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The Fourth U.S. Circuit Court of Appeals must examine the claim that mandated coverage of abortion-inducing drugs violates religious freedom, but ruling offers no assurance that justices will take up the case.
BY JOAN FRAWLEY DESMOND
WASHINGTON — Five months after the U.S. Supreme Court’s landmark decision upheld the individual mandate of the Affordable Care Act, known as Obamacare, the high court directed the Fourth U.S. Circuit Court of Appeals to consider a case that challenges two key provisions of the federal health law, including the contraception mandate.
The Supreme Court’s Nov. 26 ruling offered a reprieve to Lynchburg, Va.-based Liberty University, which argued that Congress lacked the power to require employers to provide health insurance and that the Health and Human Services' mandate requiring co-pay-free coverage of abortion-inducing drugs violated the free exercise of religion for employers and individuals.
Mat Staver, the founder and chairman of Liberty Counsel, a public interest group that filed the lawsuit on behalf of Liberty University, said he “wasn’t surprised” by the high court’s ruling.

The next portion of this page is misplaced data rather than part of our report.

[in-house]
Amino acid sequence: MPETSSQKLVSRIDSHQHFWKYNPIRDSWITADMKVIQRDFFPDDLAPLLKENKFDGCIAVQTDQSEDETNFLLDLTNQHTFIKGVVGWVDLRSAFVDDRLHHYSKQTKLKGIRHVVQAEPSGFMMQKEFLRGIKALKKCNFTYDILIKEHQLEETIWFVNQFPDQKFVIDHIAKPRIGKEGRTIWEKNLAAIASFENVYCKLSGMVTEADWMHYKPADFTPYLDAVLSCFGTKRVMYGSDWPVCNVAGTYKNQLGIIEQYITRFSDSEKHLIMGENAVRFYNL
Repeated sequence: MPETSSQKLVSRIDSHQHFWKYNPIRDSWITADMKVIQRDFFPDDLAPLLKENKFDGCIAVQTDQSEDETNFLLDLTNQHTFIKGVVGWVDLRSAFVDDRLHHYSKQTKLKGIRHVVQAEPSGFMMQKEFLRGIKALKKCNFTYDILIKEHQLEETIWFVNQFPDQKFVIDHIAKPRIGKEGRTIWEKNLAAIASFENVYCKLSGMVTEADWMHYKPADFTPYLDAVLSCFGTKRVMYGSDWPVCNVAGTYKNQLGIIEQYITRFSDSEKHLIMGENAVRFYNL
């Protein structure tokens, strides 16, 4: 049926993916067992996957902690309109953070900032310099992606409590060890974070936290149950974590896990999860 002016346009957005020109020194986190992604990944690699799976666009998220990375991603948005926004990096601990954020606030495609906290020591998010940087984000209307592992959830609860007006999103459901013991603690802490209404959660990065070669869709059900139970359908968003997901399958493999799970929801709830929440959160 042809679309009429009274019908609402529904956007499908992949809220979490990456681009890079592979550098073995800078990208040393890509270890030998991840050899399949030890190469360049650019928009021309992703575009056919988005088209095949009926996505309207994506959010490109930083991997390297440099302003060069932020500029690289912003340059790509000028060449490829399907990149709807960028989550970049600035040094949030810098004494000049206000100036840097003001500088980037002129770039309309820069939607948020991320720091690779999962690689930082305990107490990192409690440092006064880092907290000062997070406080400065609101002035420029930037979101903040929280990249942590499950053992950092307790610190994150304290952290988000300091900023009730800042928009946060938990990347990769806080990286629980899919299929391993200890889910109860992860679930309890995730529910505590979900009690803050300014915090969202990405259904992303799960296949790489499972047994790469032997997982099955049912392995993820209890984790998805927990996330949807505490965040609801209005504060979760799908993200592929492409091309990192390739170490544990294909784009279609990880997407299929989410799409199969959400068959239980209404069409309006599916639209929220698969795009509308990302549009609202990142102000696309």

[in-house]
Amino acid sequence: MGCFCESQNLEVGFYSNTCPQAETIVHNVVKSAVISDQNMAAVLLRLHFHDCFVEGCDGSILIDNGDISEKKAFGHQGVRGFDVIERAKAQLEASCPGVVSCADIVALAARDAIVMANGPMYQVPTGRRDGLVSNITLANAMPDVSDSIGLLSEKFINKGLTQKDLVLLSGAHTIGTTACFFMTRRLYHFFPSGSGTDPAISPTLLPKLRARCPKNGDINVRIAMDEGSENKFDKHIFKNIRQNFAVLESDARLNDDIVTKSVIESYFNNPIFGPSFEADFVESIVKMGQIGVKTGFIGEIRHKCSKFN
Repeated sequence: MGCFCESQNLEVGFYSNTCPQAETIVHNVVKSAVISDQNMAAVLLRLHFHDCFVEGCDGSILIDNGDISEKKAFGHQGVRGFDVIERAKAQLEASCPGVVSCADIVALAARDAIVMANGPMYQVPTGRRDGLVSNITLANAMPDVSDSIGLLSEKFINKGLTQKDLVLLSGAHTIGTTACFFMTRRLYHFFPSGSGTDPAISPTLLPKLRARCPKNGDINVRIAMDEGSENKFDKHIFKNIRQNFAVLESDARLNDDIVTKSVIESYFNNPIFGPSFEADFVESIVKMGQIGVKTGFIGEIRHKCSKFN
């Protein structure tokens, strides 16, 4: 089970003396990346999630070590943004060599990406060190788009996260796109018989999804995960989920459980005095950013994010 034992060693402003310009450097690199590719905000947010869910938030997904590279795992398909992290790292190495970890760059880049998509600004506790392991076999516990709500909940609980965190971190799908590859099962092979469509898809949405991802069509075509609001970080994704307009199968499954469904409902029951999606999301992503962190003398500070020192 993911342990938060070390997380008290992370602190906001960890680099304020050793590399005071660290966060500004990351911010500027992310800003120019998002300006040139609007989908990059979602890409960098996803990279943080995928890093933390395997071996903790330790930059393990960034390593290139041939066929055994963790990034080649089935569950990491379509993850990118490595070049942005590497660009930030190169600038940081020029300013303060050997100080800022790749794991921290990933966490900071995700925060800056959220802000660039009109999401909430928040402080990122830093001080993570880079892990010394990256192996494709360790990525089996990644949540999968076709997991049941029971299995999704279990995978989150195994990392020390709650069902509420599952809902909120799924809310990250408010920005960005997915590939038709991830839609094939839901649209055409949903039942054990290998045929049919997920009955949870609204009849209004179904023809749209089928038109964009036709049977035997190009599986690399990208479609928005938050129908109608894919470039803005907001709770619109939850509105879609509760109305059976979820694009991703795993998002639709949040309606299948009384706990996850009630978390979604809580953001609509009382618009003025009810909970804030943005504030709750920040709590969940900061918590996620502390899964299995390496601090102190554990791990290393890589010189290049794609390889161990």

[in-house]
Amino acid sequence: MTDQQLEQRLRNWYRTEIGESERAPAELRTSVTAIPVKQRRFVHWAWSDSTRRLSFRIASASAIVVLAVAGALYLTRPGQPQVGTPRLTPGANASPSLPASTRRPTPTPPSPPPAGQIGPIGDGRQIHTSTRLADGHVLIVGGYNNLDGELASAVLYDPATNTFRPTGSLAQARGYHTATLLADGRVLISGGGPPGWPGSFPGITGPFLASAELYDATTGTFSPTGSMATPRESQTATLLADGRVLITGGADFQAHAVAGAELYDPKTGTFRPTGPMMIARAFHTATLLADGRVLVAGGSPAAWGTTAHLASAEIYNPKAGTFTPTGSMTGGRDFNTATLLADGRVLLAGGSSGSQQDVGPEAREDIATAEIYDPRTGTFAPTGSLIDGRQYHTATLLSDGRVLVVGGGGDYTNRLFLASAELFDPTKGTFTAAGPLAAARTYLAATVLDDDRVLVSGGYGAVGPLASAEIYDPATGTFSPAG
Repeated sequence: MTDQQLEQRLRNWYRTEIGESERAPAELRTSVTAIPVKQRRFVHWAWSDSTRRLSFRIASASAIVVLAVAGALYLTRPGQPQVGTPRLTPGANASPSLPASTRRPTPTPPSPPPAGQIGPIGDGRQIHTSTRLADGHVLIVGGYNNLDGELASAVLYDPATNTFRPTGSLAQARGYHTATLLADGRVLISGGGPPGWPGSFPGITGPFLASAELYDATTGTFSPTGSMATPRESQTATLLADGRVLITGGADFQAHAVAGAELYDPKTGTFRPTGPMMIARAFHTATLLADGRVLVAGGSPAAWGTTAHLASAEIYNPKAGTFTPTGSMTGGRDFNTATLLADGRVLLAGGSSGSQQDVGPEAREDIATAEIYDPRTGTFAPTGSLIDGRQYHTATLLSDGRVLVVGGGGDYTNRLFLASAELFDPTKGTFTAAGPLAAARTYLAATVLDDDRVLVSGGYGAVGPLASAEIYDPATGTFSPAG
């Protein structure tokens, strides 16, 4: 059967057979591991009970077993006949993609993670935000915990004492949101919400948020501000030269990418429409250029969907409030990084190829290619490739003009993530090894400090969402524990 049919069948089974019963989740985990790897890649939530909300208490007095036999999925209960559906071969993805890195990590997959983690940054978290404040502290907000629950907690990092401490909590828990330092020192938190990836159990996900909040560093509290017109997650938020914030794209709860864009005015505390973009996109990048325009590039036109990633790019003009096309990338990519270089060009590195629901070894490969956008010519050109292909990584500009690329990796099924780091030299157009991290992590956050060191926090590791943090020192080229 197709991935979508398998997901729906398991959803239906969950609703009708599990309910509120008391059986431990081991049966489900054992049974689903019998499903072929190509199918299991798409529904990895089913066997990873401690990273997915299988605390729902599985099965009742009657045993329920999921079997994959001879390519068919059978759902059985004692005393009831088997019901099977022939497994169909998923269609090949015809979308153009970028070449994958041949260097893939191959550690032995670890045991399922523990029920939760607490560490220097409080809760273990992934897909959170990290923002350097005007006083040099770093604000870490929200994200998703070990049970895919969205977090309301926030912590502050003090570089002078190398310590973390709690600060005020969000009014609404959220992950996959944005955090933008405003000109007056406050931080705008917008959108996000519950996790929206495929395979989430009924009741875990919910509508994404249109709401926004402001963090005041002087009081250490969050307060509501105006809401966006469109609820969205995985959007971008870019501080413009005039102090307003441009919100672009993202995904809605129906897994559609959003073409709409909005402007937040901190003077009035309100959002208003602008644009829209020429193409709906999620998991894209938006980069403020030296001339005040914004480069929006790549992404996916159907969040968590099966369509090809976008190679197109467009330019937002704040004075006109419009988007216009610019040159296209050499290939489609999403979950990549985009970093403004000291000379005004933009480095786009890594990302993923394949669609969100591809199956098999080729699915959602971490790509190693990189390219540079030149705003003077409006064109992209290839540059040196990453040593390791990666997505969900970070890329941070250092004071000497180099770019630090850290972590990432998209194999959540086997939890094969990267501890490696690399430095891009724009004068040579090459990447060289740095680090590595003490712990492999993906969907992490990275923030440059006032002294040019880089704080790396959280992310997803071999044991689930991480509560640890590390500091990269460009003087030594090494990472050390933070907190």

“What they did today was the right decision. They should have done that in June,” said Staver, who predicted that Liberty University v. Geithner could reach the high court by next fall.
In June 2012, after the Supreme Court ruled that Obamacare’s individual health-insurance mandate was constitutional as a tax, it turned down an appeal by Liberty University.
The university then petitioned the Supreme Court to reconsider, asserting that its landmark decision on the new health bill did not address two claims in Liberty's original lawsuit, and all nine justices agreed to remand the case to the Fourth Circuit.
“Our argument goes like this: The employer mandate lacks constitutional authority, but even if the court upholds the employer mandate, it still violates the free exercise of religion,” said Staver.
Liberty University, a Christian institution with Baptist roots, argues that the Health and Human Services’ mandate, which requires co-pay-free abortion-inducing drugs, violates both the constitutionally protected free exercise of religion and the Religious Freedom Restoration Act (RFRA).
“This is not a situation where you can practice your religious belief and merely be inconvenienced. This is a situation where you cannot abide by your religious conviction and abide by Obamacare at the same time — they are incompatible,” said Staver.
Mercy Sister Mary Ann Walsh, the spokeswoman for the U.S. Conference of Catholic Bishops, welcomed the high court’s ruling.
“The decision by the Supreme Court to direct the Fourth Circuit to hear Liberty University’s appeal from the dismissal of its lawsuit is the right one,” said Sister Mary Ann.
“The courts must consider how this impacts freedom of religion and whether it violates the Religious Freedom Restoration Act.”
In the wake of Monday’s ruling, however, several constitutional experts cautioned that the high court’s ruling offered no assurance that the justices would ultimately agree to hear the case, whatever the appeals court’s decision.